Energy Sources, Part A: Recovery, Utilization and Environmental Effects | Year: 2011

This study describes the main technical challenges encountered while drilling the first horizontal coalbed methane well ever attempted in Canada. The well was drilled in the deep (>1,300 m), low-permeability (1-3 md) coals of the Lower Cretaceous Mannville Formation in the central Alberta Plains. The study also discusses the investigation that followed the occurrence of a few unexpected events during the drilling phase of the well, as well as the stability analysis of the horizontal borehole conducted. Suggestions are made on how to best mitigate the risk of getting the drill pipe stuck and potentially losing the hole along with drilling equipment. The findings are very instructive and should have an application in geological settings similar to those found in the Alberta Basin. Any modifications on how to drill horizontal wells in coal seams present at great depths and under high in-situ stresses must take into account the geomechanical properties of the target seam through triaxial testing, which should include obtaining the non-linear Hoek-Brown failure criterion and testing the coal core for very low confining stress. The lab-derived strength data may also have to be downgraded in order to predict, more realistically, the radius of the yielded zone around the wellbore and the horizontal borehole stability using geomechanical software, such as STABView and FLAC. © 2011 Copyright Taylor and Francis Group, LLC. Source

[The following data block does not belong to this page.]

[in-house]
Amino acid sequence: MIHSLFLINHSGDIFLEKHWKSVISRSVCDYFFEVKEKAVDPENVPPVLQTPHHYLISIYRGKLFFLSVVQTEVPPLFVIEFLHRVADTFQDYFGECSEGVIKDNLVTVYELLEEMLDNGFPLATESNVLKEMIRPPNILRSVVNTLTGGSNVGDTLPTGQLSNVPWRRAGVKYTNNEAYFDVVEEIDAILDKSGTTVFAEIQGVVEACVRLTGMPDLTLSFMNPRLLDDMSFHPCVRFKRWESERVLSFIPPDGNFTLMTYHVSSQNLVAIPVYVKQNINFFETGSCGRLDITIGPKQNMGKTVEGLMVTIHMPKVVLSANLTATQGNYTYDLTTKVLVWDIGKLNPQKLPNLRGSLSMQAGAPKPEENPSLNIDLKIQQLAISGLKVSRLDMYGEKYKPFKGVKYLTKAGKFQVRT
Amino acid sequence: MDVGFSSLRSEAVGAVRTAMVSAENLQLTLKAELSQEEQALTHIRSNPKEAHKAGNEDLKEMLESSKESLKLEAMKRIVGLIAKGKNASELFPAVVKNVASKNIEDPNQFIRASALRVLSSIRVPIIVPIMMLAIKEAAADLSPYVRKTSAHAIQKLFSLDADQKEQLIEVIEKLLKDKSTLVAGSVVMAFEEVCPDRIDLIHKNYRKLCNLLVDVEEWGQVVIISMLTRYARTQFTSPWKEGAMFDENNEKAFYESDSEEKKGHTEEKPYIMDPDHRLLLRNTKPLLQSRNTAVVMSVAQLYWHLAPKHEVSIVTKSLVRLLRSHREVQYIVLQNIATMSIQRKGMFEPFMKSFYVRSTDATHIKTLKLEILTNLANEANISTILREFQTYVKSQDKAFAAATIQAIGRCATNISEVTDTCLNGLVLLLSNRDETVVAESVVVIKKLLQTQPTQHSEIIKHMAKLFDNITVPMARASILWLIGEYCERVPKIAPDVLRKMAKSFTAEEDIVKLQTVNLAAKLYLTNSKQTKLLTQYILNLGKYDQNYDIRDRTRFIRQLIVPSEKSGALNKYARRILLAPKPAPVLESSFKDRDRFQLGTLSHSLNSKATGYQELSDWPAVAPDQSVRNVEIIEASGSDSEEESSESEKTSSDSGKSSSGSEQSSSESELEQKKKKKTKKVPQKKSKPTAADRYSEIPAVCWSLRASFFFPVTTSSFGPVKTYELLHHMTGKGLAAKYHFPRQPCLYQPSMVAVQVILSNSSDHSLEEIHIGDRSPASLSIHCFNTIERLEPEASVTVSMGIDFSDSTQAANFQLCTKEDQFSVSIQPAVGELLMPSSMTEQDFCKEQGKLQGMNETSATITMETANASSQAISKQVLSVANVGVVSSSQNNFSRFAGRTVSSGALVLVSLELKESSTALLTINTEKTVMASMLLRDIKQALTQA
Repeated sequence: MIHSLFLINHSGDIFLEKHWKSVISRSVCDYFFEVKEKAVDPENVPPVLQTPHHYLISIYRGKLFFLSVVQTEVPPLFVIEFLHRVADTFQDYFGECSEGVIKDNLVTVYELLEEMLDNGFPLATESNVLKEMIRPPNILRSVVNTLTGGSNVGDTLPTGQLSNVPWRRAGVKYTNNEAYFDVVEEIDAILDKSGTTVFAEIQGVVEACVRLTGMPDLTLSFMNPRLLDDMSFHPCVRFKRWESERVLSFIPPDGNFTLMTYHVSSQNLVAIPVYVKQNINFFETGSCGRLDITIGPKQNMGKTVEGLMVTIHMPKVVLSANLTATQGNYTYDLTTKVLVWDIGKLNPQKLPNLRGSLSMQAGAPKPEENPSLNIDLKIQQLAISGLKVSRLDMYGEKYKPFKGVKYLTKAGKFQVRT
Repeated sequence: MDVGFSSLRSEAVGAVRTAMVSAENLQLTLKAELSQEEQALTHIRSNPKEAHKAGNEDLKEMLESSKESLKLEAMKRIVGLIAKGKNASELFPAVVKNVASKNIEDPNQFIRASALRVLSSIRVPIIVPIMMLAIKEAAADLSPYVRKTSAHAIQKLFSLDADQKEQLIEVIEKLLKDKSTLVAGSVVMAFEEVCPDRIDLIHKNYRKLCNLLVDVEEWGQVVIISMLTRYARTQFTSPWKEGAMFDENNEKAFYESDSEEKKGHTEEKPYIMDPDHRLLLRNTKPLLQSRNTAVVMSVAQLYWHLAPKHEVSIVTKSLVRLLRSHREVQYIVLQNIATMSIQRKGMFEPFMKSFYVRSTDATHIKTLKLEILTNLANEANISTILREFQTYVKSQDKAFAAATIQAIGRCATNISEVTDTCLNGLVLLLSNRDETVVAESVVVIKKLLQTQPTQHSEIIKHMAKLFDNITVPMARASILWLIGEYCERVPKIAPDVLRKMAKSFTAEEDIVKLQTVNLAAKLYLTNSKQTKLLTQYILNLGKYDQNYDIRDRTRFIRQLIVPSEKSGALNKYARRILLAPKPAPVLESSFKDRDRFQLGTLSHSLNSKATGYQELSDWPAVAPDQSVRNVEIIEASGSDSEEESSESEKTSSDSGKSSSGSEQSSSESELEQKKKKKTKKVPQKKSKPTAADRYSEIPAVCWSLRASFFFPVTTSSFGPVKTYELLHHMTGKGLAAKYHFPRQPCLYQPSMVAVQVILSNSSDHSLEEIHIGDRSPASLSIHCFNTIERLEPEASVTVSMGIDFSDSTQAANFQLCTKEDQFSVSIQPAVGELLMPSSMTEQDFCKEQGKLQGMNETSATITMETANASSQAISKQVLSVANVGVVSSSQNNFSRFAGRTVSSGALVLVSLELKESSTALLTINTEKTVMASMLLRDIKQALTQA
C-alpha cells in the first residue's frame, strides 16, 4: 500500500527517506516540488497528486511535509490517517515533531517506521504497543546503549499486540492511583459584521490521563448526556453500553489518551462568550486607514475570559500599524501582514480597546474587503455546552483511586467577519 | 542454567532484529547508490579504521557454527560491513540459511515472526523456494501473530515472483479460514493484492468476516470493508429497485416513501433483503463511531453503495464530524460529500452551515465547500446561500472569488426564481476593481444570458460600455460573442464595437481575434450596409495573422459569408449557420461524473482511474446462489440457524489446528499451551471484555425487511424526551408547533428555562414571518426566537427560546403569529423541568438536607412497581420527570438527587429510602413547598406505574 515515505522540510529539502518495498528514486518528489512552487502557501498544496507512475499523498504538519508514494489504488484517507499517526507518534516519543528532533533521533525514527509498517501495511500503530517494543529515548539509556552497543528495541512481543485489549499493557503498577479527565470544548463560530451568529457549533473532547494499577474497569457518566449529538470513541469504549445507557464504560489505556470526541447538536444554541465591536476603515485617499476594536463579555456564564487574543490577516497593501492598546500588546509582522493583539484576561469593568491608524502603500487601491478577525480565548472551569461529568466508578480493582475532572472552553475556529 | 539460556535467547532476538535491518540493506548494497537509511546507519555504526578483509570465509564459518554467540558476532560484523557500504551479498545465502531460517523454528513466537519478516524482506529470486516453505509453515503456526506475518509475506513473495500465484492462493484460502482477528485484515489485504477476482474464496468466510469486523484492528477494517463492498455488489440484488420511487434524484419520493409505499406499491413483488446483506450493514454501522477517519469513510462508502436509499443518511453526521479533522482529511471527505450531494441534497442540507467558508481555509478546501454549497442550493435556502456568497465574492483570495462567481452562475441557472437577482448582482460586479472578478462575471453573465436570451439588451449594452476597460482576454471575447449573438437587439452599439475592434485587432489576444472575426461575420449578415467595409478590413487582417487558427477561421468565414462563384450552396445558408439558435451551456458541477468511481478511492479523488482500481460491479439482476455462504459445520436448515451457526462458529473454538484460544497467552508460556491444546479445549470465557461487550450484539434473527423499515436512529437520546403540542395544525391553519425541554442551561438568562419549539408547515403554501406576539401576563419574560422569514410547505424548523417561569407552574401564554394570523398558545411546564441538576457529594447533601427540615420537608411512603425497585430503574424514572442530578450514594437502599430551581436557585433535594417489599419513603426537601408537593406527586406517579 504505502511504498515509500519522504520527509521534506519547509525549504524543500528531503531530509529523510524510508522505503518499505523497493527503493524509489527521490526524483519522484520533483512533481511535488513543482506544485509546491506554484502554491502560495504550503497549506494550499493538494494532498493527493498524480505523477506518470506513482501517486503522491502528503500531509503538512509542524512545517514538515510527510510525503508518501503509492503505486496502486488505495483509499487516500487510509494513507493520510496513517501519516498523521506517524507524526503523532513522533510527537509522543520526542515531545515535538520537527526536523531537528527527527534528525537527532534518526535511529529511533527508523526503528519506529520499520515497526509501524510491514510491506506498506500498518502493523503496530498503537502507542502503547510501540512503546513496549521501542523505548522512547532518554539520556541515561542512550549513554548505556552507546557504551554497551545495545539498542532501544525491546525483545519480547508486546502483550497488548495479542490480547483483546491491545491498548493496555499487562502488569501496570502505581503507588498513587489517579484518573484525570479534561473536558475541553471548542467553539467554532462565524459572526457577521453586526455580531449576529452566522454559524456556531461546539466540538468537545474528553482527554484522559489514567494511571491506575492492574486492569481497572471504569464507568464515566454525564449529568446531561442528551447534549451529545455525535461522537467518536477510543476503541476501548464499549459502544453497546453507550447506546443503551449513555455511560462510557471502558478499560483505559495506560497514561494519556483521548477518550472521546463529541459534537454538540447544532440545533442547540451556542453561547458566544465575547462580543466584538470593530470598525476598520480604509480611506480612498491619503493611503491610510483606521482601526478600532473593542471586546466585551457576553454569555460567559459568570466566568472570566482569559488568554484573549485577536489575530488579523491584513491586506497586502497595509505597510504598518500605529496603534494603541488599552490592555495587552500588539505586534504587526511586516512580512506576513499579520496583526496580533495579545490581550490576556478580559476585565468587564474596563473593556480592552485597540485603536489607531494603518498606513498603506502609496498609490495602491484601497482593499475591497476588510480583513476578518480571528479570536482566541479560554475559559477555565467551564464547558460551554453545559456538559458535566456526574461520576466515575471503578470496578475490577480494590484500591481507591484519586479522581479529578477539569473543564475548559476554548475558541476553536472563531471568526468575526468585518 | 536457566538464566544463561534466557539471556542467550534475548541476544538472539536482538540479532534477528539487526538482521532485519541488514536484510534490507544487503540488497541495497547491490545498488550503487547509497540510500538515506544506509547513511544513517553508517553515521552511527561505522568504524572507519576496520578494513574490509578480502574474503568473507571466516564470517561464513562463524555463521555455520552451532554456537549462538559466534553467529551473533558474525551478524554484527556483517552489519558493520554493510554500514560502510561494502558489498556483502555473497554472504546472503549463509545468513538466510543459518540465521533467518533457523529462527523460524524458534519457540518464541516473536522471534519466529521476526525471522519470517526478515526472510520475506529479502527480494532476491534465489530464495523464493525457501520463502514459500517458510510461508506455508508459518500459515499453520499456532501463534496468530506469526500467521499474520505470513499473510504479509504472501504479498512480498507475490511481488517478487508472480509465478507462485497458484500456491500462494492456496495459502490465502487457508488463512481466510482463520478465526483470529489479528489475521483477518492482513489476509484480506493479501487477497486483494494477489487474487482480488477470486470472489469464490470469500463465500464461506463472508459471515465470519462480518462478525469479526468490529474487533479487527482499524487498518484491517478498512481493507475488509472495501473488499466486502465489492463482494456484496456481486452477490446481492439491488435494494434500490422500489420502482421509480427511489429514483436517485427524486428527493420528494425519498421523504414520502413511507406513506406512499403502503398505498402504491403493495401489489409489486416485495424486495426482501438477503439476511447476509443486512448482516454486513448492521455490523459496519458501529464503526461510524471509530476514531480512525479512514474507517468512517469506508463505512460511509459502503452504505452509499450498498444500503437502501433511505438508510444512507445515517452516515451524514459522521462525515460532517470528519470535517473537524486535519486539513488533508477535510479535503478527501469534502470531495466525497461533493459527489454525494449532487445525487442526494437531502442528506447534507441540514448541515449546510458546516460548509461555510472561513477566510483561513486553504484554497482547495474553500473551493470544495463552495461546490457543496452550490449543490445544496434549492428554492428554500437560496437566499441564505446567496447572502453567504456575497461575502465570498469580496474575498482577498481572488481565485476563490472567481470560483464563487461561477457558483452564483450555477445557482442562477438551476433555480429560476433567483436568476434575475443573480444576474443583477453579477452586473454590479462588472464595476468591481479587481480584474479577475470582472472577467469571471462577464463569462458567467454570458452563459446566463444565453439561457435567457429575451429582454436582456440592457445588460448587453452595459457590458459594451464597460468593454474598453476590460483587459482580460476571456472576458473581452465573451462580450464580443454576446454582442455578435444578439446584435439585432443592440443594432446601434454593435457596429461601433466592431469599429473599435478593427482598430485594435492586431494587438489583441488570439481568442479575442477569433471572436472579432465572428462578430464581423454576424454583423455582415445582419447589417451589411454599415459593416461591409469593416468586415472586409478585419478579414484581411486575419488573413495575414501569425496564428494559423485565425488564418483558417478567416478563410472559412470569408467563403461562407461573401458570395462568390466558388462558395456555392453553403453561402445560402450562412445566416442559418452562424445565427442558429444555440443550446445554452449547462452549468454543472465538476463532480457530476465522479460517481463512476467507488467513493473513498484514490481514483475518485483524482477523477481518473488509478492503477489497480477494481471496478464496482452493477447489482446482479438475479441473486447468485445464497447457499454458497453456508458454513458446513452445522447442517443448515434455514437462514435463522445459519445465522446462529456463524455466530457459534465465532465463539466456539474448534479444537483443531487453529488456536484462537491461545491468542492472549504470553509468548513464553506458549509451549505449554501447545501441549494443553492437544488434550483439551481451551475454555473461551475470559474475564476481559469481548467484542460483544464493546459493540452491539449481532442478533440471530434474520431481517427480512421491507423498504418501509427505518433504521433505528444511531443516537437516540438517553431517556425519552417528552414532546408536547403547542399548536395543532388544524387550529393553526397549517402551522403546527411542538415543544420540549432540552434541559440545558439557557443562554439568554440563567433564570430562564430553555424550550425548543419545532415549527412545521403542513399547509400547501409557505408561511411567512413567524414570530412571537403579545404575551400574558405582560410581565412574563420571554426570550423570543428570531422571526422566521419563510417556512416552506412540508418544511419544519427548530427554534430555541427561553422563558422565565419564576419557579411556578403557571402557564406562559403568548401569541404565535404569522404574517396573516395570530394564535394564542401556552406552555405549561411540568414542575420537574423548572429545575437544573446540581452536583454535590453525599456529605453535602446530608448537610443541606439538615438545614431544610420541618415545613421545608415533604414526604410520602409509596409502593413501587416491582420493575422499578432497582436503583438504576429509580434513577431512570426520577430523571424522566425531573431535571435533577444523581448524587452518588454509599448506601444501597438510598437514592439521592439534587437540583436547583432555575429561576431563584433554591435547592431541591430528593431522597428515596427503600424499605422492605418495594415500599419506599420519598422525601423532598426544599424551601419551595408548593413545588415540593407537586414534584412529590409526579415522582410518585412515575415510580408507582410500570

Gentzis T.,Core Laboratories
Energy Sources, Part A: Recovery, Utilization and Environmental Effects | Year: 2011

Borehole stability analysis was conducted using STABView and FLAC geomechanical modeling for a horizontal coalbed methane well in the San Juan Basin. The objective was to determine whether the coal seam at 3,000 ft depth would yield under certain drilling and production conditions. Triaxial tests using 1-inch diameter core plugs were performed to construct the Mohr-Coulomb and Hoek-Brown failure envelopes. A reduction of the peak coal strength by approximately 30% was needed to correct the scale-dependent strength to a value that was thought to be more representative for a 4.75-inch diameter horizontal borehole. No yielding was predicted at underbalanced and overbalanced drilling conditions when the uncorrected M-C and H-B lab strength data were used. A 30% reduction in peak strength predicted no yielding during overbalanced drilling and only minor yielding during underbalanced drilling or production. The maximum extent of the yielded zone at BHP of 100 psi predicted by STABView was 37% over gauge. FLAC gave directionally similar but slightly more conservative results compared to STABView. A reasonable amount of yielding and subsequent detachment of the coal is expected along the horizontal well at the highest drawdown pressures. Stability analysis showed that drilling a horizontal well in Coal A overbalanced would be possible. Drilling the same coal seam underbalanced will produce a rim of yielded coal but no catastrophic failure, provided that the coal is not highly fractured. Copyright © Taylor & Francis Group, LLC. Source